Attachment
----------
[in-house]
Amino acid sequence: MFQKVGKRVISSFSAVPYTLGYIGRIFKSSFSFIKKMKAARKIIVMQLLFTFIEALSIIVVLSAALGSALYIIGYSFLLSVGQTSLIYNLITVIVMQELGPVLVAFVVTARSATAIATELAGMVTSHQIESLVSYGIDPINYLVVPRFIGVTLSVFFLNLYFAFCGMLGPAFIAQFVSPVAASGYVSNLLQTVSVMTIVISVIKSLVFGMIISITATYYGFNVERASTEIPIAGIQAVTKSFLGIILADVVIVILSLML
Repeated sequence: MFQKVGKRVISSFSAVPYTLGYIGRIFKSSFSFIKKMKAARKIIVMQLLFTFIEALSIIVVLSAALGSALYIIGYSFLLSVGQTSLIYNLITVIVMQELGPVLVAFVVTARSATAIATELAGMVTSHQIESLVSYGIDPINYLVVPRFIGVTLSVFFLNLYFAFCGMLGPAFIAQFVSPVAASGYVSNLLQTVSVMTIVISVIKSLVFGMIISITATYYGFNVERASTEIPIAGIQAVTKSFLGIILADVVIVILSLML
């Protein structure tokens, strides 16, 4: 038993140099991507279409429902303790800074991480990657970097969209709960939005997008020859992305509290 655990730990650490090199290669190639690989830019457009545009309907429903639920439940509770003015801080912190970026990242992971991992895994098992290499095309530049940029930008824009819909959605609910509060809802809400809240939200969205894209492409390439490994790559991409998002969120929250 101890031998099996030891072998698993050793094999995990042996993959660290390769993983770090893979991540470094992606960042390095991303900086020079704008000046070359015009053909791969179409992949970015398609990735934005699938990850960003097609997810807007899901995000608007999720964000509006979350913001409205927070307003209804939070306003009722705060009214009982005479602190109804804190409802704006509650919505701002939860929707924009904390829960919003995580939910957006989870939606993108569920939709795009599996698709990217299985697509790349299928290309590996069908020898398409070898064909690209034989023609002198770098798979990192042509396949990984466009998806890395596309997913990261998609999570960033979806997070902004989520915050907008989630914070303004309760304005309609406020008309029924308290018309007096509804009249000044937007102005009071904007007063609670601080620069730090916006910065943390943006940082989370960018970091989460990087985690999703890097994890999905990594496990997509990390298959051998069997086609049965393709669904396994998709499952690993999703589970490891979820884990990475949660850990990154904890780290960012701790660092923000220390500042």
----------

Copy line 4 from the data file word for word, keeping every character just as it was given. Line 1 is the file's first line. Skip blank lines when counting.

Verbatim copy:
């Protein structure tokens, strides 16, 4: 038993140099991507279409429902303790800074991480990657970097969209709960939005997008020859992305509290 655990730990650490090199290669190639690989830019457009545009309907429903639920439940509770003015801080912190970026990242992971991992895994098992290499095309530049940029930008824009819909959605609910509060809802809400809240939200969205894209492409390439490994790559991409998002969120929250 101890031998099996030891072998698993050793094999995990042996993959660290390769993983770090893979991540470094992606960042390095991303900086020079704008000046070359015009053909791969179409992949970015398609990735934005699938990850960003097609997810807007899901995000608007999720964000509006979350913001409205927070307003209804939070306003009722705060009214009982005479602190109804804190409802704006509650919505701002939860929707924009904390829960919003995580939910957006989870939606993108569920939709795009599996698709990217299985697509790349299928290309590996069908020898398409070898064909690209034989023609002198770098798979990192042509396949990984466009998806890395596309997913990261998609999570960033979806997070902004989520915050907008989630914070303004309760304005309609406020008309029924308290018309007096509804009249000044937007102005009071904007007063609670601080620069730090916006910065943390943006940082989370960018970091989460990087985690999703890097994890999905990594496990997509990390298959051998069997086609049965393709669904396994998709499952690993999703589970490891979820884990990475949660850990990154904890780290960012701790660092923000220390500042």